After Christmas, we went to visit The Moog Center for Deaf Education. We were armed with a copy of Luke’s hearing test and about four million questions. While waiting for our appointment, I started talking to a nice woman in the lobby. She told me that her son was born with a profound hearing loss and now has cochlear implants. They attended a summer camp at Moog the previous year and were so impressed that they relocated to the area for their son to attend preschool there. (We’ve actually talked to several families that relocated or drove several hours just for this school.) We met with Betsy Moog Brooks, the daughter of the school’s founder Jean Moog. Betsy must have known that we were overwhelmed, because she took the ball and rolled with it. I’ve also come to realize that she is also extremely proactive and a champion for the kids in her school. She’s the tiger that you’d want fighting for your child. Needless-to-say, Betsy made a huge impression on us. We were extremely impressed with her and her school. We discussed Luke and our concerns. We are worried that his loss is going to progress because he inherited the loss from Alex, but it doesn’t follow the same curve as Alex’s loss. And, we don’t know if Alex’s loss was always at that level because the earliest he was tested was when he was almost 4. Alex and I are also concerned about Luke’s ability to learn speech correctly and talk with little to no signs of a hearing loss. Betsy couldn’t agree more! She explained that even though Luke was on track now for speech development, that he would soon show signs of delays if nothing was done. She explained that for children, the more they hear the quicker and better they will talk. We spent about an hour talking to Betsy and asking questions. She wanted to set up an appointment for the following week for Luke to have a hearing test there so there wouldn’t be any delay while waiting on the First Steps process. The initial hearing assessment would happen before our First Steps IFSP, which meant that Moog wouldn’t be reimbursed for it. However, Betsy wanted to get started immediately. We set the appointment, and she told me to call and cancel if we opted to go with another school. We left the meeting feeling impressed! Moog was proactive, thorough, and organized. Plus, their reputation is that they teach kids with even a severe hearing loss to speak perfectly. The other schools were going to have to really shine in order to top Moog, in our minds.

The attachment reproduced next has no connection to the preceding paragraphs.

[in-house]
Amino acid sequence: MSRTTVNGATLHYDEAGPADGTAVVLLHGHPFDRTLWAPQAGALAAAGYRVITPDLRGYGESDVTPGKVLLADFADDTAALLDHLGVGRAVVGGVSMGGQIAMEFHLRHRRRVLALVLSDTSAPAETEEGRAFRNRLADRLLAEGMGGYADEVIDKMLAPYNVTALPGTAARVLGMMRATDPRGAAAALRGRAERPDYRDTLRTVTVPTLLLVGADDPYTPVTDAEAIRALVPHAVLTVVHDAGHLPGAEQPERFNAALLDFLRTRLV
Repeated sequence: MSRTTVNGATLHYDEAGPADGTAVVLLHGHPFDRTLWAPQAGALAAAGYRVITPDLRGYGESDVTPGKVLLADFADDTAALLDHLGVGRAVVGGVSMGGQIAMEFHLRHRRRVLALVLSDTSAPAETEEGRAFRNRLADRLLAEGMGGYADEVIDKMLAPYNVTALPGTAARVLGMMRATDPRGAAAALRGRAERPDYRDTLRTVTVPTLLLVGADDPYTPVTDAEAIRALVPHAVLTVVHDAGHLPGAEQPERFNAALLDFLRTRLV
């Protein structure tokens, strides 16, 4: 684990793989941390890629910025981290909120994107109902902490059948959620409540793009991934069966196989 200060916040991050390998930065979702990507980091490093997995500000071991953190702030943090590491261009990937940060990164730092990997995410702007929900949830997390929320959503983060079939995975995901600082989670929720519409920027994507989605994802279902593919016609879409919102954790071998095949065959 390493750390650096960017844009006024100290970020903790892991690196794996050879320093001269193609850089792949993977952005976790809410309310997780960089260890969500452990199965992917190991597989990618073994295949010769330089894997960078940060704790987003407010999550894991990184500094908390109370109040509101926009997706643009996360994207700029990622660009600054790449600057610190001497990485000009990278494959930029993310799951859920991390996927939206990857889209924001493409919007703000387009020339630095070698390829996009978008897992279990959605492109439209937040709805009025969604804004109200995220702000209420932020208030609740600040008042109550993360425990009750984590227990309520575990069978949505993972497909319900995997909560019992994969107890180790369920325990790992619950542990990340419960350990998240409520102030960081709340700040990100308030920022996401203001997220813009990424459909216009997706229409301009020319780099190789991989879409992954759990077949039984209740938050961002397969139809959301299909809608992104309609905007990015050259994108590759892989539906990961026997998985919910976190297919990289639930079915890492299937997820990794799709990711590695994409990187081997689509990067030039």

Now, it’s not my intention to run the two other schools’ reputations through the mud. They are good schools, just not the right fit for us. One of the schools was in a bad location for us for getting Luke to appointments during the day. They also didn’t see as concerned about the possibility of his loss progressing and only wanted to check him every few months. They seemed more laid back, where I would have to push for services for Luke. I’m not an expert in this field, I don’t want to be the person who has to decide what Luke needs in these areas. It just seemed wrong. The other school did their best to impress us during the tour. However, we got the impression that they were just telling us what we wanted to hear. You have to remember, this is big business for these schools. The services from the schools are being paid for by Missouri First Steps – having us sign up means added revenue for them. A bit twisted, huh? Anyway, this school would say one thing and gauge our reaction. Then change their story and say another. It was obvious that they were interested in the revenue and not the child, and that wasn’t going to fly with us. Plus, we’ve also heard that they have plans of closing their doors soon.
Alex and I were walking to the car after the last school tour. I looked at him and told him that on the count of three, we should both say the school we think we should pick. He nodded. Almost to the car, I said ‘one, two, three …’ At the exact same time, we both excitedly said ‘MOOG!’. We giggled. What we thought was going to be an impossible decision, ended up being obvious. Moog was the clear choice for us.